A Brief History
On May 28, 1934, the famous Dionne Quints (quintuplets) were born in an unincorporated rural area of Ontario, Canada, making them instant celebrities. Other births have also captured the imagination of the public, and here we list 10 of the most famous births.
10. Prince William, 1982.
The world was in love with Princess Diana, so when the Princess of Wales gave birth to William, a healthy future King of England, Scotland, Wales and Northern Ireland, many people in the vast former British Empire celebrated. For some reason, many in the United States were captivated as well.
9. John F. Kennedy, Jr., 1960.
Only 16 days after being elected president of the United States, John Kennedy and his wife Jacqueline celebrated the birth of their second child with the rest of the US and the Western World. Note: The family did not call him John-John, that was an invention of the press. Unfortunately, JFK Jr. died at age 38 when the airplane he was piloting crashed into the Atlantic Ocean.
8. Virginia Dare, 1587.
The first baby born to English settlers in the New World, Virginia was born at the Roanoke colony which was found deserted with no trace of the inhabitants in 1590. Not only the answer to a trivia question, Virginia’s name has been used in all sorts of media, including song, film, television, comic books and poems. Her name has also been used for commercial purposes to sell a wide variety of products and places have been named after her in the US. Did Virginia and her fellow colonists die when the “Lost Colony” disappeared, or did she live among the Native Americans in the area. For now, those questions are unanswered.
7. Chang and Eng, 1811.
This pair of conjoined brothers are the original source of the term, Siamese Twins. Not surprisingly, they were born in what is now Thailand (formerly Siam) to a poor fishing family of Chinese ethnicity. Joined at the chest with their livers fused, the brothers were exhibited on a world tour in 1829. Later going into business for themselves, they moved to North Carolina and became US citizens. The twins married a pair of sisters and had 10 and 11 children respectively. They even bought slaves to work on their plantation. They each had a son that fought for the Confederacy and they died on the same day in 1874.
6. Birth of a Nation, 1915.
A groundbreaking silent film, this movie is known for its film techniques and influence on the movie industry rather than its content. The film is about the US Civil War and includes the assassination of Abraham Lincoln and portrays the Ku Klux Klan as heroes. The movie also portrays black men (cracked fact: played by white men in black make up) as lazy, stupid, and sexually aggressive toward white women. Most lists of influential movies rate this film near the top. It was the highest grossing film of all time (for 24 years) until surpassed by Gone With The Wind.
5. “Octomom,” 2009.
Nadya Suleman, known in the media as “Octomom,” and her babies became instant celebrities in 2009 when the octuplets were born. Suleman, an unemployed mother of 6 living on welfare conceived the babies through in vitro fertilization as she had her previous 6 children. The idiocy of providing a person clearly incapable of raising 14 children with 8 babies at once raised an uproar over the morality of fertility doctors. Suleman was 33 years old at the time of the births and was further ridiculed for having had plastic surgery in an attempt to look like Angelina Jolie. In April of 2012 Suleman filed for bankruptcy, and in July of that year starred in a porno film, Octomom Home Alone. She now works as a dancer in adult entertainment venues.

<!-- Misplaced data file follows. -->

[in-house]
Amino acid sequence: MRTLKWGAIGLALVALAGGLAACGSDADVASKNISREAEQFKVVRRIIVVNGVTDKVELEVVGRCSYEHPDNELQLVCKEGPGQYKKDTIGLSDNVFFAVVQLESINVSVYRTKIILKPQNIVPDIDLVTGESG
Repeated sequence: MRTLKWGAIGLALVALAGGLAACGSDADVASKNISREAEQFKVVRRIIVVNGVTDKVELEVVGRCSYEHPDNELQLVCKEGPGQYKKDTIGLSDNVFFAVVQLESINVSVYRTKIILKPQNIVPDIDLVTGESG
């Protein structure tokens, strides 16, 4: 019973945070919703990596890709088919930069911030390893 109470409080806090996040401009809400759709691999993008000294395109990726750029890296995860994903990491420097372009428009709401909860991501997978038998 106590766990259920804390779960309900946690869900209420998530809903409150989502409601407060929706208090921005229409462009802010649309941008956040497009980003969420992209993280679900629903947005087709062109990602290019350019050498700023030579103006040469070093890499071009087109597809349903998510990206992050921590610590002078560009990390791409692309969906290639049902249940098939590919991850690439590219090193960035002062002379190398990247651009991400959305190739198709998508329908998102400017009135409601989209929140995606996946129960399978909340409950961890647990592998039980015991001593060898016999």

4. Louise Brown, 1978.
The answer to trivia questions today, Louise was the first “test tube baby,’ the product of in vitro fertilization. This process consists of taking a sperm cell and injecting it into an egg cell in a laboratory, then inserting the fertilized egg into a woman’s uterus. The birth of Louise gave hope to many childless couples that were otherwise doomed to remain childless.
3. Dolly the Sheep, 1996.
Called the World’s Most Famous Sheep, Dolly’s birth is famous as the first mammal successfully cloned. (She lived for over 6 years.) This birth basically proved that humans or any other mammal could also be cloned, a sobering thought indeed.
2. Dionne Quints, 1934.
Their birth was such a sensation they and the government of Ontario made a fortune putting them on display. It may be hard to imagine today what a big deal this was, but this birth easily out-hyped the other 8 on the list below it combined.
1. Jesus Christ, circa year 0.
No other birth has been so celebrated as the birth of Jesus, commemorated each year as a national holiday in most Christian countries. In the US, even non-Christians are likely to appreciate the day off from work, the office parties, the gifts under the tree, and (if you are a businessperson) the extra holiday business. The cracked thing about Christmas is that for the first few hundred years after the birth of Christ, Christmas was not a major holiday and the actual date is not known.
Question for students (and subscribers): Which births would you include in this list? Please let us know in the comments section below this article.
Your readership is much appreciated!
For more information, please see…
Caldwell, Aaron. The Ultimate Collection of Famous Virgin Births. 2013.